Gamma-ray bursts are the most luminous explosions in the universe, allowing astrologists to observe intense gamma rays in short durations. Gamma-ray bursts are classified as either short or long, with long gamma-ray bursts being the result of massive stars dying out. Hence why they provide hidden clues about the evolution of the universe.
Gamma-ray bursts emit gamma rays as well as radio waves, optical lights, and X-rays. When the conversion of explosion energy to emitted energy, i.e., the conversion efficiency, is high, the total explosion energy can be calculated by simply adding all the emitted energy. But when the conversion efficiency is low or unknown, measuring the emitted energy alone is not enough.
Now, a team of astrophysicists has succeeded in measuring a gamma-ray burst's hidden energy by utilizing light polarization. The team was led by Dr. Yuji Urata from the National Central University in Taiwan and MITOS Science CO., LTD and Professor Kenji Toma from Tohoku University's Frontier Research Institute for Interdisciplinary Sciences (FRIS).
Details of their findings were published in the journal Nature Astronomy on December 8, 2022.
When an electromagnetic wave is polarized, it means that the oscillation of that wave flows in one direction. While light emitted from stars is not polarized, the reflection of that light is. Many everyday items such as sunglasses and light shields utilize polarization to block out the glare of lights traveling in a uniform direction.
Measuring the degree of polarization is referred to as polarimetry. In astrophysical observations, measuring a celestial object's polarimetry is not as easy as measuring its brightness. But it offers valuable information on the physical conditions of objects.
The team looked at a gamma-ray burst which occurred on December 21, 2019 (GRB191221B). Using the Very Large Telescope of the European Southern Observatory and Atacama Large Millimeter/submillimeter Array - some of the world's most advanced optical and radio telescopes - they calculated the polarimetry of fast-fading emissions from GRB191221B. They then successfully measured the optical and radio polarizations simultaneously, finding the radio polarization degree to be significantly lower than the optical one.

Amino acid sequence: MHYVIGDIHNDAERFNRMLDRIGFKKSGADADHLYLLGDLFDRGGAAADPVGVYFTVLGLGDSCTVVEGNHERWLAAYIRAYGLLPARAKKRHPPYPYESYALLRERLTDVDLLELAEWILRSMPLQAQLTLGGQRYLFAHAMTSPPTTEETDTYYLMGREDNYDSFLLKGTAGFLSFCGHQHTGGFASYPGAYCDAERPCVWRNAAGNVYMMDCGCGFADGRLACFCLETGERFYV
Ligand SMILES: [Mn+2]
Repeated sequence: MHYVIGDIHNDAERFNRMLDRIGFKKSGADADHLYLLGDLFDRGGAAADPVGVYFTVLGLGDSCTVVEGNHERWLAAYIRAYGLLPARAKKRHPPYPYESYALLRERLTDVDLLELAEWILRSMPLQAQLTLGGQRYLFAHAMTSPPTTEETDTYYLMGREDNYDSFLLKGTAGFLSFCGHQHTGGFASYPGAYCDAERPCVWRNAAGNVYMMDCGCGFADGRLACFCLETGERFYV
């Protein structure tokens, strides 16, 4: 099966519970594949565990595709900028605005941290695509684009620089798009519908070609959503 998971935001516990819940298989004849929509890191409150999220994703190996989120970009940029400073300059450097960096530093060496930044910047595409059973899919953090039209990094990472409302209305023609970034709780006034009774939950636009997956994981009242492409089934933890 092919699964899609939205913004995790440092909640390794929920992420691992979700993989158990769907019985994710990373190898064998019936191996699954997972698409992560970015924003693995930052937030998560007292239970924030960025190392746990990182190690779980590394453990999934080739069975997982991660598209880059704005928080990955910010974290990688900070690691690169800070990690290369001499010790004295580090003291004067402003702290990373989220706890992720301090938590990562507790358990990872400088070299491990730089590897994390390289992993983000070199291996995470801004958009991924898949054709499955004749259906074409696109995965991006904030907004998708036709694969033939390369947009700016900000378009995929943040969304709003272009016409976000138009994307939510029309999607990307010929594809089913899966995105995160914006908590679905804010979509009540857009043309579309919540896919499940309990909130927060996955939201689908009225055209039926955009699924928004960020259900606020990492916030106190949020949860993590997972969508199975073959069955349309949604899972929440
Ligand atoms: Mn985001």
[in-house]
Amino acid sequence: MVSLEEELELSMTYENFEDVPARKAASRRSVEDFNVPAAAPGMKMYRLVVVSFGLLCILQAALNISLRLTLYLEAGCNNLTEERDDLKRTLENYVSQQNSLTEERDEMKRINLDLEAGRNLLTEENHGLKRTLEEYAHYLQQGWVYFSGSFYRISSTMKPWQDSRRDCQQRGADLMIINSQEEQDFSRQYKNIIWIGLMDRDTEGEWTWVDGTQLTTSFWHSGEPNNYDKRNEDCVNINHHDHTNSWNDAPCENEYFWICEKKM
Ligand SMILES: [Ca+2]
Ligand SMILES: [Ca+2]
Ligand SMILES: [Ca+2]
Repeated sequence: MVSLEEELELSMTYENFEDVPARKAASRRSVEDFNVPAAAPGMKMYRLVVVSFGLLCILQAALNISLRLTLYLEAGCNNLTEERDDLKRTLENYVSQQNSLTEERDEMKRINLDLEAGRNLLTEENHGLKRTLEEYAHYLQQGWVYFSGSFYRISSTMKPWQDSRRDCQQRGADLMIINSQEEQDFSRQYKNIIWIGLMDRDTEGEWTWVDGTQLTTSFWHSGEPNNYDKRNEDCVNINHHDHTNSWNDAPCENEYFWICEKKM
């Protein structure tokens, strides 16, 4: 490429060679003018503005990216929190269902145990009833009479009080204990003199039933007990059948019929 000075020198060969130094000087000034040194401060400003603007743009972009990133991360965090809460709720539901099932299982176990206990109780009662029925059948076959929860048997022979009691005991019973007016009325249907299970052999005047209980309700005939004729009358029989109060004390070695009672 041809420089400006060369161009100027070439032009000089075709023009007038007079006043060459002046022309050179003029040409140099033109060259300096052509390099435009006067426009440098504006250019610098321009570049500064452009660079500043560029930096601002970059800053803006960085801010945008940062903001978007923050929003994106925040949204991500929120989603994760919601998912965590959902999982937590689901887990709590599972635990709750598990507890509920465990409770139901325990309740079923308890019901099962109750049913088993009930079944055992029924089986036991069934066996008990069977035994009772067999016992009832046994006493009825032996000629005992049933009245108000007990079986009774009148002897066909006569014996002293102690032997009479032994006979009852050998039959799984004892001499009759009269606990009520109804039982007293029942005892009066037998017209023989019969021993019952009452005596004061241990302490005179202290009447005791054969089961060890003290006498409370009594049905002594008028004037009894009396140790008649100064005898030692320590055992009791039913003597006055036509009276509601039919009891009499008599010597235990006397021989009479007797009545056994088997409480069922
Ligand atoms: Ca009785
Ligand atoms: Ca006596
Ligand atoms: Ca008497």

"This difference in polarization at the two wavelengths reveals detailed physical conditions of the gamma-ray burst's emission region," said Toma. "In particular, it allowed us to measure the previously unmeasurable hidden energy."
When accounting for the hidden energy, the team revealed that the total energy was about 3.5 times bigger than previous estimates.
With the explosion energy representing the gravitational energy of the progenitor star, being able to measure this figure has important ramifications for determining stars' masses.
"Knowing the measurements of the progenitor star's true masses will help in understanding the evolutionary history of the universe," added Toma. "The first stars in the universe could be discovered if we can detect their long gamma-ray bursts."